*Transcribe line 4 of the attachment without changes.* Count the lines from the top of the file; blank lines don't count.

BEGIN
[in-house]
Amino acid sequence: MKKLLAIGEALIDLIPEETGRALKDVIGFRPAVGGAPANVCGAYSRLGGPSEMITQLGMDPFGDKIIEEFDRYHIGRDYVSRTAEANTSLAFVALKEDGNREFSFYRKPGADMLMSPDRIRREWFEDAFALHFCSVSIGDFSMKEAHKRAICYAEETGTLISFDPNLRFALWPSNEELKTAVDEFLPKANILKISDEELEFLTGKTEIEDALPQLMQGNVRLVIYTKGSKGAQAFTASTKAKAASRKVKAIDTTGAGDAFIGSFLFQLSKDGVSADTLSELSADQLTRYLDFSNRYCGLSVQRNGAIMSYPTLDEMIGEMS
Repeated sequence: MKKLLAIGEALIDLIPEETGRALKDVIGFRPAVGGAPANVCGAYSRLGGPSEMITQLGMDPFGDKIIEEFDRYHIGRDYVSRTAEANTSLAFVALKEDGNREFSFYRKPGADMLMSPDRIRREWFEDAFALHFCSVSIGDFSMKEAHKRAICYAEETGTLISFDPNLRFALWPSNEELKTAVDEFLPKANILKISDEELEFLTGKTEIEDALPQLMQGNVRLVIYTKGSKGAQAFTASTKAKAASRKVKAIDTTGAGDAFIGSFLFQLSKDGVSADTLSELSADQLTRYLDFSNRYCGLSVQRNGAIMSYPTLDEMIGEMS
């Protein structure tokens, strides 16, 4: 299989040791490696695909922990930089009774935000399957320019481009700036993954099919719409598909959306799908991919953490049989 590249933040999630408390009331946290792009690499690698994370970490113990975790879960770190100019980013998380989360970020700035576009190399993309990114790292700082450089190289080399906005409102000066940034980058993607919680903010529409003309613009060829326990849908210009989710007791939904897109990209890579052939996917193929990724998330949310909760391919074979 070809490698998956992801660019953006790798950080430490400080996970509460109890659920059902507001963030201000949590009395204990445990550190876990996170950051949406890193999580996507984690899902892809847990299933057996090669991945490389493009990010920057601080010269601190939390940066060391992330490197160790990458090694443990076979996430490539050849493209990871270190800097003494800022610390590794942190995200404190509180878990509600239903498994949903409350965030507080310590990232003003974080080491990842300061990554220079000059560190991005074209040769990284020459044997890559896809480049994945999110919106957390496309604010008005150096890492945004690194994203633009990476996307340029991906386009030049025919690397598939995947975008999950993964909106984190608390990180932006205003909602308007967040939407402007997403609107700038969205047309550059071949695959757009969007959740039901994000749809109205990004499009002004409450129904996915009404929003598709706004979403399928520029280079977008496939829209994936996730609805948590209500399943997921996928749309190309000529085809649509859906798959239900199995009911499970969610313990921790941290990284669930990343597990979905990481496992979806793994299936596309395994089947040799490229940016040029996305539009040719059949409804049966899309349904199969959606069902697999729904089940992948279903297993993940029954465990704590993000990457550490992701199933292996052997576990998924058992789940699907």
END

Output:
């Protein structure tokens, strides 16, 4: 299989040791490696695909922990930089009774935000399957320019481009700036993954099919719409598909959306799908991919953490049989 590249933040999630408390009331946290792009690499690698994370970490113990975790879960770190100019980013998380989360970020700035576009190399993309990114790292700082450089190289080399906005409102000066940034980058993607919680903010529409003309613009060829326990849908210009989710007791939904897109990209890579052939996917193929990724998330949310909760391919074979 070809490698998956992801660019953006790798950080430490400080996970509460109890659920059902507001963030201000949590009395204990445990550190876990996170950051949406890193999580996507984690899902892809847990299933057996090669991945490389493009990010920057601080010269601190939390940066060391992330490197160790990458090694443990076979996430490539050849493209990871270190800097003494800022610390590794942190995200404190509180878990509600239903498994949903409350965030507080310590990232003003974080080491990842300061990554220079000059560190991005074209040769990284020459044997890559896809480049994945999110919106957390496309604010008005150096890492945004690194994203633009990476996307340029991906386009030049025919690397598939995947975008999950993964909106984190608390990180932006205003909602308007967040939407402007997403609107700038969205047309550059071949695959757009969007959740039901994000749809109205990004499009002004409450129904996915009404929003598709706004979403399928520029280079977008496939829209994936996730609805948590209500399943997921996928749309190309000529085809649509859906798959239900199995009911499970969610313990921790941290990284669930990343597990979905990481496992979806793994299936596309395994089947040799490229940016040029996305539009040719059949409804049966899309349904199969959606069902697999729904089940992948279903297993993940029954465990704590993000990457550490992701199933292996052997576990998924058992789940699907």